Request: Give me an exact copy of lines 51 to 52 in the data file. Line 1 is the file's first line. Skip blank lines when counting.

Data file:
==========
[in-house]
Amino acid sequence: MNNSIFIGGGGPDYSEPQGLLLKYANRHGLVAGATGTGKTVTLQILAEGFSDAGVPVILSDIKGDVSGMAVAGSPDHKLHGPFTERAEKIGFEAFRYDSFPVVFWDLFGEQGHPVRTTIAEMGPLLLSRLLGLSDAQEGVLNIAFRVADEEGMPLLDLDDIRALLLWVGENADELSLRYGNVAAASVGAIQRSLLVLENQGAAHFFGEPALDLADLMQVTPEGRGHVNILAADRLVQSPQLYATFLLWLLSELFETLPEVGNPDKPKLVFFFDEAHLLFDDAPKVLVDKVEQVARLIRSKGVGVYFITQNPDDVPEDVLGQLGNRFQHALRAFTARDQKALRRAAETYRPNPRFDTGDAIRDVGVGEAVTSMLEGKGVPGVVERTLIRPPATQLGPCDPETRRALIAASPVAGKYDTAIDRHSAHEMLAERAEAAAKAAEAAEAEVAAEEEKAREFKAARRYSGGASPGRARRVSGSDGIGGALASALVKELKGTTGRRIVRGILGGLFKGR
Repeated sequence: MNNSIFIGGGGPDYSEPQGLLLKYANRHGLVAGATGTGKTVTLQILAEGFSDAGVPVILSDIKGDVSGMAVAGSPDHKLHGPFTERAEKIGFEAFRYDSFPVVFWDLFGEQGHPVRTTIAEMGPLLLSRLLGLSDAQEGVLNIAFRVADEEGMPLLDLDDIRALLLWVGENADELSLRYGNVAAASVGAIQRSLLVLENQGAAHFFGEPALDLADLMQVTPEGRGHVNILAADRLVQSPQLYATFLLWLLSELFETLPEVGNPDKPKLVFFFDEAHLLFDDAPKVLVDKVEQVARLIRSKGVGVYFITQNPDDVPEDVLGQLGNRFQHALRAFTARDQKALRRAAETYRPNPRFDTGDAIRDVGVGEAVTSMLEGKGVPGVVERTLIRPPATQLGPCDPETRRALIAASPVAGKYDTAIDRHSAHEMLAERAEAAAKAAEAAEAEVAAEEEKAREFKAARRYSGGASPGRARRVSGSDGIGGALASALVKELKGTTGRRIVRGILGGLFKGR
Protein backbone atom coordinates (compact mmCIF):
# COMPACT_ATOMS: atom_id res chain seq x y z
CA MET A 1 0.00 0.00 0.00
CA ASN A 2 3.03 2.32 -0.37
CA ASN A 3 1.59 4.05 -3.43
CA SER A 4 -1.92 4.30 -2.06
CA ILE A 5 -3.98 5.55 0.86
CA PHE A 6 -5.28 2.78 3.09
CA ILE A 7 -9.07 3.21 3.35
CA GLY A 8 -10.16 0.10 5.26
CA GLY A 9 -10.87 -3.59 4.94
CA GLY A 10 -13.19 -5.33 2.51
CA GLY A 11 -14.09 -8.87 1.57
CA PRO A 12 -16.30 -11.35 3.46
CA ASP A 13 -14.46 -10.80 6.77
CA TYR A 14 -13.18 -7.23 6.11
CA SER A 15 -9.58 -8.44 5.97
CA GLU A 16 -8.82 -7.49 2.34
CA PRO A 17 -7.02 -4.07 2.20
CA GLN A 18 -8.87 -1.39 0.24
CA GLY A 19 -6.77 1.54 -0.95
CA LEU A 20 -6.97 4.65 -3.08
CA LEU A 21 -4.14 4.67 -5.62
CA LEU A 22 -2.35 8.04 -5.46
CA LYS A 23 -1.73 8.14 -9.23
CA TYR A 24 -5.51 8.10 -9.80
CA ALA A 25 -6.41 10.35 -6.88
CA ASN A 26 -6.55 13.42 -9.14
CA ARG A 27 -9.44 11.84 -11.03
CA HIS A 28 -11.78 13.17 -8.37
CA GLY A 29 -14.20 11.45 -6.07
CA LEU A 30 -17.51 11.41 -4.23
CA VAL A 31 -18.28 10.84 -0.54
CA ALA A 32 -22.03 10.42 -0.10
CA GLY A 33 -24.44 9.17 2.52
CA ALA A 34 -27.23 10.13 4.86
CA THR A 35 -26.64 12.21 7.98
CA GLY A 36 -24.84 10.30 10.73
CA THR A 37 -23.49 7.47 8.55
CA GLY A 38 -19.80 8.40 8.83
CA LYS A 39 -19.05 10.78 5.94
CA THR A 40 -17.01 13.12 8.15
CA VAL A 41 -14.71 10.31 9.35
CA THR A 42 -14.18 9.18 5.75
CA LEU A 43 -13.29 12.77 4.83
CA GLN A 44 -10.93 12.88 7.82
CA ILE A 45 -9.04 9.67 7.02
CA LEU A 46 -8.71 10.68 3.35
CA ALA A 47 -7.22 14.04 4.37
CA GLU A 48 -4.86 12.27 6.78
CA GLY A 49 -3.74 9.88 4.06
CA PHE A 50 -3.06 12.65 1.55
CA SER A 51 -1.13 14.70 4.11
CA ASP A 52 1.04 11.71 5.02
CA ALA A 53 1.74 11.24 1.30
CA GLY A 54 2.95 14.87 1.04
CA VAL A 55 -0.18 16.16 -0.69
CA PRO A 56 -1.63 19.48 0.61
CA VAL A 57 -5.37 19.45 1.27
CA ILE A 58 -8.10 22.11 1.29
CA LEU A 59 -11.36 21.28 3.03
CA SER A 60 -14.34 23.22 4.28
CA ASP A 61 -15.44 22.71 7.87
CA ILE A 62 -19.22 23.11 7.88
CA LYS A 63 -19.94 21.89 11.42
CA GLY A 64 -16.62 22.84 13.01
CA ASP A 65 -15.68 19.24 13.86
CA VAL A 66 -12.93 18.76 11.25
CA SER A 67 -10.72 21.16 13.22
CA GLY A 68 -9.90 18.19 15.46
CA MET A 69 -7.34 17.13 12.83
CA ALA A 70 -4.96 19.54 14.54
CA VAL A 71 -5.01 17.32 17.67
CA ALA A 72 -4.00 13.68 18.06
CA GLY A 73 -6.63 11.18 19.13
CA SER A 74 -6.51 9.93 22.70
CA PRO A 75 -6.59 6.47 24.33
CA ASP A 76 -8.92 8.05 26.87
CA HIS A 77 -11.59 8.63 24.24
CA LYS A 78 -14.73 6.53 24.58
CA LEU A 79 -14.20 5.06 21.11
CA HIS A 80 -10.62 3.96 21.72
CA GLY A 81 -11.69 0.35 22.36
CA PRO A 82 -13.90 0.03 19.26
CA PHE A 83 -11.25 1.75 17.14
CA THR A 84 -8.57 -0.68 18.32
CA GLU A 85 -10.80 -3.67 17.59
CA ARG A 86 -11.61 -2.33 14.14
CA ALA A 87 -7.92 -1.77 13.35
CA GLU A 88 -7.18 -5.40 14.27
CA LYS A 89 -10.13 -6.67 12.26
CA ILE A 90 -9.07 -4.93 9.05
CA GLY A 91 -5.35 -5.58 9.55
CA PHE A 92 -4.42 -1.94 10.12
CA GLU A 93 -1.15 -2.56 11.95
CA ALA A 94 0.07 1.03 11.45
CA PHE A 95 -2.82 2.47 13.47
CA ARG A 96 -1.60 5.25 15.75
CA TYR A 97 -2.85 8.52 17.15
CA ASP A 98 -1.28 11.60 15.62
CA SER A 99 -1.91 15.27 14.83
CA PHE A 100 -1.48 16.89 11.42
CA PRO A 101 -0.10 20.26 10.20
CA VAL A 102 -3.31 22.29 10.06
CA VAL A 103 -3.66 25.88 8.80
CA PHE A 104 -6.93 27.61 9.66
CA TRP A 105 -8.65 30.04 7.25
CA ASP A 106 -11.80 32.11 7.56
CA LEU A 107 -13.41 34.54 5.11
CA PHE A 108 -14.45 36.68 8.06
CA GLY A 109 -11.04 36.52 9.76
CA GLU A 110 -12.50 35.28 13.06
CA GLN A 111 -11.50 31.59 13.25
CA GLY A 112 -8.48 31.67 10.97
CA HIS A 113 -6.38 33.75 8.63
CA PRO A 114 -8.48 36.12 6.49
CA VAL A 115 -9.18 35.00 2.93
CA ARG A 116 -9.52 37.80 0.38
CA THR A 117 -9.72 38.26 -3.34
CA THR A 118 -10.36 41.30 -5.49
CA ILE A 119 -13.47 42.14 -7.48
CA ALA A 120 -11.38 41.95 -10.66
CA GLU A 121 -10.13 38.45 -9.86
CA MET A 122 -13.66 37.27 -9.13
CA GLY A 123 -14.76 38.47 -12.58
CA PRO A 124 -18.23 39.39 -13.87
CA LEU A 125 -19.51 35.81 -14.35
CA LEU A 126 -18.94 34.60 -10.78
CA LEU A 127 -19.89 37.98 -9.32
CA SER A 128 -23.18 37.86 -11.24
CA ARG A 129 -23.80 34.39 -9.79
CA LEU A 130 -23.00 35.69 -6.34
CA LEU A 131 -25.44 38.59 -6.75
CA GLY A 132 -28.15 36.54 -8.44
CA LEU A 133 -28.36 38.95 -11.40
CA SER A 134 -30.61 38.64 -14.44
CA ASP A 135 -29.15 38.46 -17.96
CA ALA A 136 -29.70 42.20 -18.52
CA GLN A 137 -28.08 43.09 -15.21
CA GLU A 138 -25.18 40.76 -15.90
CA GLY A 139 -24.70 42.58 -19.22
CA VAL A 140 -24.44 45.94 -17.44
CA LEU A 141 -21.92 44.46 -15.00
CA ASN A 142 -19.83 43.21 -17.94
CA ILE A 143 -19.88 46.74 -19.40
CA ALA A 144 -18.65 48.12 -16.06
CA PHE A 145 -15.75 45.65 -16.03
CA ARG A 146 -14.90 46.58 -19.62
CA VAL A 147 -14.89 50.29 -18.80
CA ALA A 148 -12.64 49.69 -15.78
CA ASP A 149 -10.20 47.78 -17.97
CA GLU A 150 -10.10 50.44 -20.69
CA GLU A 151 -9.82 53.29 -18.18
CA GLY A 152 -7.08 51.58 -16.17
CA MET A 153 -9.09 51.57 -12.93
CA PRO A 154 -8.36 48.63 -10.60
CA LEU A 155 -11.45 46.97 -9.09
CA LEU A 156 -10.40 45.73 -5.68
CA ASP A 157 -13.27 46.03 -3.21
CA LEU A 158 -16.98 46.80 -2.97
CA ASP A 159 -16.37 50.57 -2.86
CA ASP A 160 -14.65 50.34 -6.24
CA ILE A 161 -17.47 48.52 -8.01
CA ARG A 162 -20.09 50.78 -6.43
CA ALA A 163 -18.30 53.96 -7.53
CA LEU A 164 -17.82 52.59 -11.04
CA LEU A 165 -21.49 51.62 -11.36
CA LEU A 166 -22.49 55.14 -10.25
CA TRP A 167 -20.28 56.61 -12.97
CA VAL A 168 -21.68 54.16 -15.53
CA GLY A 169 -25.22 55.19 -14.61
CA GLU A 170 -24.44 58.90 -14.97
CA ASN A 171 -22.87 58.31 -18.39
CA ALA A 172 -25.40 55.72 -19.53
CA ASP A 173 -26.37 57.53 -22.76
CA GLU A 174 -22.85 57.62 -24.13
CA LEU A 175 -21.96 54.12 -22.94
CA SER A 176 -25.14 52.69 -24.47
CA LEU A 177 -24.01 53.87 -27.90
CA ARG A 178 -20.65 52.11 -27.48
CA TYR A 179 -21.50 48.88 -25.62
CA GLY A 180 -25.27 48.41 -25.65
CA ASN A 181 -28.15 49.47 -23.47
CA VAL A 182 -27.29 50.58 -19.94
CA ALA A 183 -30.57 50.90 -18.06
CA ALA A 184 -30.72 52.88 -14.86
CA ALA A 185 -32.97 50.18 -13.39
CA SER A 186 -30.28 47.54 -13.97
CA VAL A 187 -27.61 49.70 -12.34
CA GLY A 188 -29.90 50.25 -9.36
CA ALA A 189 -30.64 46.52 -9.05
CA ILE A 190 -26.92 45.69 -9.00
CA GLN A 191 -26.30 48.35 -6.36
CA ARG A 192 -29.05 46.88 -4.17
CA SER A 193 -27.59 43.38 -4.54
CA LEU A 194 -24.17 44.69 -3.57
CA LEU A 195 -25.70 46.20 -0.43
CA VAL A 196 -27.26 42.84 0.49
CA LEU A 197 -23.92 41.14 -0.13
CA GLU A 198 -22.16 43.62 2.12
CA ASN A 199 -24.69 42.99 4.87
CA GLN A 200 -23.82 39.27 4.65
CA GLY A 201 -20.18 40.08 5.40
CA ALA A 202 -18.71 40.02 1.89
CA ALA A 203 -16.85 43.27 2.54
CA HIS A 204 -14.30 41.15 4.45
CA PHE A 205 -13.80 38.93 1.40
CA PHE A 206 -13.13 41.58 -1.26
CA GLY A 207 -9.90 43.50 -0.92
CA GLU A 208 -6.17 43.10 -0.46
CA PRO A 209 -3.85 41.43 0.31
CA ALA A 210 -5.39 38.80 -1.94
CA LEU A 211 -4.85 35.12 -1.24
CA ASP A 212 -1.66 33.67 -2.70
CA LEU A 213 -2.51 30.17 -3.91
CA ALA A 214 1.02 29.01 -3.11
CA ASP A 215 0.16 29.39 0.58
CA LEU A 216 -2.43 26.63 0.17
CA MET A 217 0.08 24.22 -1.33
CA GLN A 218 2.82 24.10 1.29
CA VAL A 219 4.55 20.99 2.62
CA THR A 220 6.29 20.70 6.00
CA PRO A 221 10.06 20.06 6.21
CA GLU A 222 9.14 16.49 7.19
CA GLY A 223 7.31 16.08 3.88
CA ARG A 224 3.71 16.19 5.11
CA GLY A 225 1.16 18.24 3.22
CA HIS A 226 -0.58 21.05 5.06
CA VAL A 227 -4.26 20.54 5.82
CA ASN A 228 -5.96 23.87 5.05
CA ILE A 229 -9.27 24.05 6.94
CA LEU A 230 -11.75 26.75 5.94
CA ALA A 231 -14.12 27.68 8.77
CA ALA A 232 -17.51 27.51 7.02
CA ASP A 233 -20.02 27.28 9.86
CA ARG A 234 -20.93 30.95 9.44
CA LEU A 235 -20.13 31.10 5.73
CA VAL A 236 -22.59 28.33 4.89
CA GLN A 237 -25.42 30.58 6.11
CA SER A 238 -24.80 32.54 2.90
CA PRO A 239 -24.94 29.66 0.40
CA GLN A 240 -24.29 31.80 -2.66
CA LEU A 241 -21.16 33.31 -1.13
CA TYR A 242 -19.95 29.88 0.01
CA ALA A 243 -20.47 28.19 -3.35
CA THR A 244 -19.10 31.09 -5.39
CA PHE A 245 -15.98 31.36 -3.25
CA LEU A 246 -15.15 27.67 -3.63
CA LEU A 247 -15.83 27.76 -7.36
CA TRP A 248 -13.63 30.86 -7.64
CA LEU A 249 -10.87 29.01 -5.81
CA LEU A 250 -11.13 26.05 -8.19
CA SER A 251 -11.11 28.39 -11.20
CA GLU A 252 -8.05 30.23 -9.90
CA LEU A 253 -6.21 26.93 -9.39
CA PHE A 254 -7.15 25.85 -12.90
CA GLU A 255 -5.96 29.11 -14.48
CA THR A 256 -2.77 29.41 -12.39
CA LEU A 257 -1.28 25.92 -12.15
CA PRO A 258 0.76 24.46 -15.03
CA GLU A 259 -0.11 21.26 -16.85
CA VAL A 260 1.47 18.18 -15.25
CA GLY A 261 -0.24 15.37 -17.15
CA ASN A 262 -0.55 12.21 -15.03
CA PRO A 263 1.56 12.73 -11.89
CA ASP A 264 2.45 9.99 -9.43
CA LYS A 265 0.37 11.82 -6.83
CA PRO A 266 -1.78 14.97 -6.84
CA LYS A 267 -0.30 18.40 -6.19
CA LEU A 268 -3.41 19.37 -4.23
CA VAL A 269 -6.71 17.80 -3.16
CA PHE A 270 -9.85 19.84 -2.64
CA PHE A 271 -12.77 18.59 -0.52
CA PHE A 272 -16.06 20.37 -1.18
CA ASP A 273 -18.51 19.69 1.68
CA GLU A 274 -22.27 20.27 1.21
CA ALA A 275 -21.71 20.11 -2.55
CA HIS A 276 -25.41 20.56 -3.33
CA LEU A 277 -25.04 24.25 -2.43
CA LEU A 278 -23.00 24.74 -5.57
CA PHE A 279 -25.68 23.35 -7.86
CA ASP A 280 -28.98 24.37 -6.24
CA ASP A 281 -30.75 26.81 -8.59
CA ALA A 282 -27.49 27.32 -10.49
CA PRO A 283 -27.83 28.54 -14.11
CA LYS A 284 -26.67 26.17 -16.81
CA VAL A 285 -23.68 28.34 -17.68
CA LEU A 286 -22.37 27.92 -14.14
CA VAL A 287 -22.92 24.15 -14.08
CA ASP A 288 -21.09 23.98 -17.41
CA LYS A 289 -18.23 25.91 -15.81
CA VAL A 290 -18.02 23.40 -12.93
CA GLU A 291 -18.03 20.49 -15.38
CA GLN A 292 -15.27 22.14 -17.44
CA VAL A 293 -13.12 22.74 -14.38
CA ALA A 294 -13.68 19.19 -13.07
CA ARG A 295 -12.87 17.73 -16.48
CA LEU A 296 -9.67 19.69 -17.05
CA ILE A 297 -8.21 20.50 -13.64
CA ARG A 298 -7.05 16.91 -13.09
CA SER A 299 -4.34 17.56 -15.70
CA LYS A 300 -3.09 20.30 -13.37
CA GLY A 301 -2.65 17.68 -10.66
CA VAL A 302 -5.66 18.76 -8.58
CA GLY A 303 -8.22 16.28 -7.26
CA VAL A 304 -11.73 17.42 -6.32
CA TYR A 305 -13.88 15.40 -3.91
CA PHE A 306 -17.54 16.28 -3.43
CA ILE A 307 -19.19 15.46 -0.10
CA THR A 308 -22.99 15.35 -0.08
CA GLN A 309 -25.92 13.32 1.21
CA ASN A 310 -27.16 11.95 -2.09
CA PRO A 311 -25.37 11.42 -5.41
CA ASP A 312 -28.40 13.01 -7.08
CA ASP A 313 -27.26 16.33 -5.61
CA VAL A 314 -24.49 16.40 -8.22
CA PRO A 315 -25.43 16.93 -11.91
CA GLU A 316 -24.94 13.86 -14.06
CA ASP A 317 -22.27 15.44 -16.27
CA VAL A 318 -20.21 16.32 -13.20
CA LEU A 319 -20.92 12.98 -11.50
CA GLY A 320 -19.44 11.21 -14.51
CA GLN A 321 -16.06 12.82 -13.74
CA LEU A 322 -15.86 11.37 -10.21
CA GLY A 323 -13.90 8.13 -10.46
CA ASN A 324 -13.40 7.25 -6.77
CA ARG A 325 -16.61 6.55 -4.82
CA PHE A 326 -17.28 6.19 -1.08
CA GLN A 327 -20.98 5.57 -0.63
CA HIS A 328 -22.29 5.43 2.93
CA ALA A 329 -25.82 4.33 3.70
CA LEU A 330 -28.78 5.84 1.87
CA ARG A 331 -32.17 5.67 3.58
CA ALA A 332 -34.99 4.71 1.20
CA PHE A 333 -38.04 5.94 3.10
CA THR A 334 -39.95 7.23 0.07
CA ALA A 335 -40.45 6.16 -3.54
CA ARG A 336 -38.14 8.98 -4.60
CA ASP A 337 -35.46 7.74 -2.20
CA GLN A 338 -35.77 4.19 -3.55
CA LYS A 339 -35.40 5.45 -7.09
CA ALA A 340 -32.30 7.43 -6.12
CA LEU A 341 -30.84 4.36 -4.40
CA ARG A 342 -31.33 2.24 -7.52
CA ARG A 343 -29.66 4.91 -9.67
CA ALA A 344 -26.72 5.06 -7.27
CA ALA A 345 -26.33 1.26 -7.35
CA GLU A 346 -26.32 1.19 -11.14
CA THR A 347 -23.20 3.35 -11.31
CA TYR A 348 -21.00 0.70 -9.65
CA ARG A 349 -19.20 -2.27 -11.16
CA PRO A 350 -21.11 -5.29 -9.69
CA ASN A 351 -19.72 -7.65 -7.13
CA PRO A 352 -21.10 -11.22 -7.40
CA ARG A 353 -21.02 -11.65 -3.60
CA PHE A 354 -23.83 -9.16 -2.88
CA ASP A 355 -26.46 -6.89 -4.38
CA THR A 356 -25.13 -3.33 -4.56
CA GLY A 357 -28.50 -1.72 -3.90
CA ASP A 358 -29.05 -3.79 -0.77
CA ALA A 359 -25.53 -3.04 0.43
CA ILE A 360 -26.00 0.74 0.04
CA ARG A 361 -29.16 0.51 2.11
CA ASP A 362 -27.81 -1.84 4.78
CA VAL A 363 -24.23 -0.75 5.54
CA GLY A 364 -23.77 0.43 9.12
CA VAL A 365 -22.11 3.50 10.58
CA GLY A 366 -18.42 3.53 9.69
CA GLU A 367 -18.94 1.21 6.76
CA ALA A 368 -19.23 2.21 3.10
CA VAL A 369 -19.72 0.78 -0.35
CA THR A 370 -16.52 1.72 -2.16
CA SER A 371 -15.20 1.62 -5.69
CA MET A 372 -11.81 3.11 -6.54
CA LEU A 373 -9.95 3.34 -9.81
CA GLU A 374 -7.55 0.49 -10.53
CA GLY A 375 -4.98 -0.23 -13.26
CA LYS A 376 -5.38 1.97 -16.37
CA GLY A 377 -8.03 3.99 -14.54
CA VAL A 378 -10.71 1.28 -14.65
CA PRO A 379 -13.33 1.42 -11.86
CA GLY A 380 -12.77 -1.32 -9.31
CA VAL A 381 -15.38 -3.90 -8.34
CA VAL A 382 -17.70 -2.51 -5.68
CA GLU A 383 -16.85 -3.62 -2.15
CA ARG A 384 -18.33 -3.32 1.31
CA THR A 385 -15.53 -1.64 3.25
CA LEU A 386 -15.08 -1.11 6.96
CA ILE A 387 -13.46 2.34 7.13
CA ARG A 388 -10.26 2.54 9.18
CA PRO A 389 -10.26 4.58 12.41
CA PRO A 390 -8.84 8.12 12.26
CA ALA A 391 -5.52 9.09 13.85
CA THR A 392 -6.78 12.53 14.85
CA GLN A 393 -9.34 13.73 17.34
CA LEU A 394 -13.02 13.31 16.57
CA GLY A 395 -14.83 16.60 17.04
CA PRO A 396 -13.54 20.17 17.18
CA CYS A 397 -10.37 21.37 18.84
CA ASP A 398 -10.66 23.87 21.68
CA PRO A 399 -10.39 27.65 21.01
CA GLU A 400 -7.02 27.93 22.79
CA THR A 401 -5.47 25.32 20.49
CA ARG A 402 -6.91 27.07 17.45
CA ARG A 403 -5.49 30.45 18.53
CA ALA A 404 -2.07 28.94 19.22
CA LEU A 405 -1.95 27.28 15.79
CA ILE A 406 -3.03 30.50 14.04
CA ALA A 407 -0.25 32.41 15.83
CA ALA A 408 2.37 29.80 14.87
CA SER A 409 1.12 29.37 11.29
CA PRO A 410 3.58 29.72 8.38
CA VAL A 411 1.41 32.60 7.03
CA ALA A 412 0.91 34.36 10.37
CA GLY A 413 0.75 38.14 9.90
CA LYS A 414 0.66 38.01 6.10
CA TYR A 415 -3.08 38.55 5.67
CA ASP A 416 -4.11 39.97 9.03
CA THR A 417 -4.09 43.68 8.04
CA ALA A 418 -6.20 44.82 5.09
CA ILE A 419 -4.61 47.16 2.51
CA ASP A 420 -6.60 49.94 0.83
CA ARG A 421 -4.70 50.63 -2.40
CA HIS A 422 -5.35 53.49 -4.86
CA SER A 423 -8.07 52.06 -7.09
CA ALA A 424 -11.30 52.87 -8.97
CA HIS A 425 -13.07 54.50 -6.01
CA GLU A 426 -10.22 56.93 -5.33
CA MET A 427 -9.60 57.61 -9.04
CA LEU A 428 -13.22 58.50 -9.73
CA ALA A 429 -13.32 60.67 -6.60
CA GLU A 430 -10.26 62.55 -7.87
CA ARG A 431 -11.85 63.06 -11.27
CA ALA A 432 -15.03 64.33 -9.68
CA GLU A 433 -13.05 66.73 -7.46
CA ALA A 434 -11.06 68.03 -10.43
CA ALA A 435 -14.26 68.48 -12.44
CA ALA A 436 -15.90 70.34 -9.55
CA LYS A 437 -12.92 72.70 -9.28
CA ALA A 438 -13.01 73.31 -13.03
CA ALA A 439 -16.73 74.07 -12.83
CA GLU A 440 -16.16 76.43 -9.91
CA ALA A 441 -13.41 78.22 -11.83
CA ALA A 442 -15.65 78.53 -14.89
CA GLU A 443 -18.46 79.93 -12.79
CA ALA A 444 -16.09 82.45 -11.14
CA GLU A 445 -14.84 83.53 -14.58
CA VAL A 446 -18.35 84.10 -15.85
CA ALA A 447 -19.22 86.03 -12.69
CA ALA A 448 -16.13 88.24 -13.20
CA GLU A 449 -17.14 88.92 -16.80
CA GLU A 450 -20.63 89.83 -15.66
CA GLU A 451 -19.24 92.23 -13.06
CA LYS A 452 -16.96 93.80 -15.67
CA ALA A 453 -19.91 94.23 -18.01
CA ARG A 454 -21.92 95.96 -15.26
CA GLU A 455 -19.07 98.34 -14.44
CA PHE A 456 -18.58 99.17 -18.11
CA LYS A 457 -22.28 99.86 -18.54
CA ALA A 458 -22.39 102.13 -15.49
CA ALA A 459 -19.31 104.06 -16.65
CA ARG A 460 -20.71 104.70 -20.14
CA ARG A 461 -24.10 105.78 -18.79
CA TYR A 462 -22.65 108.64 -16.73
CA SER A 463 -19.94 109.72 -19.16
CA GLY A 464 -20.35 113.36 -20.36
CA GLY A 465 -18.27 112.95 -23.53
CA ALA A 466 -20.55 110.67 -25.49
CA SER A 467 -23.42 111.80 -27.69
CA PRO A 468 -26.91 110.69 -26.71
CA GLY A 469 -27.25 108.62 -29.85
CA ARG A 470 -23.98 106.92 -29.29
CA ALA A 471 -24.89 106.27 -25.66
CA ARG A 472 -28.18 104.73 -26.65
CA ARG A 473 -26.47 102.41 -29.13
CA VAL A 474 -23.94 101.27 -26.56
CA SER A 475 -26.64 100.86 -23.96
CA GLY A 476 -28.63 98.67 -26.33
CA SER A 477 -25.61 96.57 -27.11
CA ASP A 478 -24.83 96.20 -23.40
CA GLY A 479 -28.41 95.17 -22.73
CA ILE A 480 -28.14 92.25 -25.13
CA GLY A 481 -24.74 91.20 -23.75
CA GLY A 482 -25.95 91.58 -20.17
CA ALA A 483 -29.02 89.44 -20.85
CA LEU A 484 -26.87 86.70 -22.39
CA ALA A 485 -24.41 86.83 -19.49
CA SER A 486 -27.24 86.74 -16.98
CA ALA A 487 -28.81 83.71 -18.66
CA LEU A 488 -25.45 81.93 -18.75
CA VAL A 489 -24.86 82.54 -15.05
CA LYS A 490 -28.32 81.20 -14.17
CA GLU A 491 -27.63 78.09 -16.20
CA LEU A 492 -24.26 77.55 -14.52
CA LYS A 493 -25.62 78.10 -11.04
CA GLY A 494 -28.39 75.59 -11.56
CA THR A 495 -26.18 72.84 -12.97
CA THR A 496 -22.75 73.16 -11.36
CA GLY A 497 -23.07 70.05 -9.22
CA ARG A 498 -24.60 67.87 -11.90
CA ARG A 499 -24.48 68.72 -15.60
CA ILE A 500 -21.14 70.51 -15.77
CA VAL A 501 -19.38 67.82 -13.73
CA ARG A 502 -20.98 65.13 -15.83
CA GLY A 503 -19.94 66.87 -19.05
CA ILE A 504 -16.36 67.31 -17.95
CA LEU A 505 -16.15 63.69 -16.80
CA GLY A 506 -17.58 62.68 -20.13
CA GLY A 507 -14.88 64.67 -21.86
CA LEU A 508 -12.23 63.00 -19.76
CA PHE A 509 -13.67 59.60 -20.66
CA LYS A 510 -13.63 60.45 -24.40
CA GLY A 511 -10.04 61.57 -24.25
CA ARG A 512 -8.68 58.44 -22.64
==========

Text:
CA LEU A 46 -8.71 10.68 3.35
CA ALA A 47 -7.22 14.04 4.37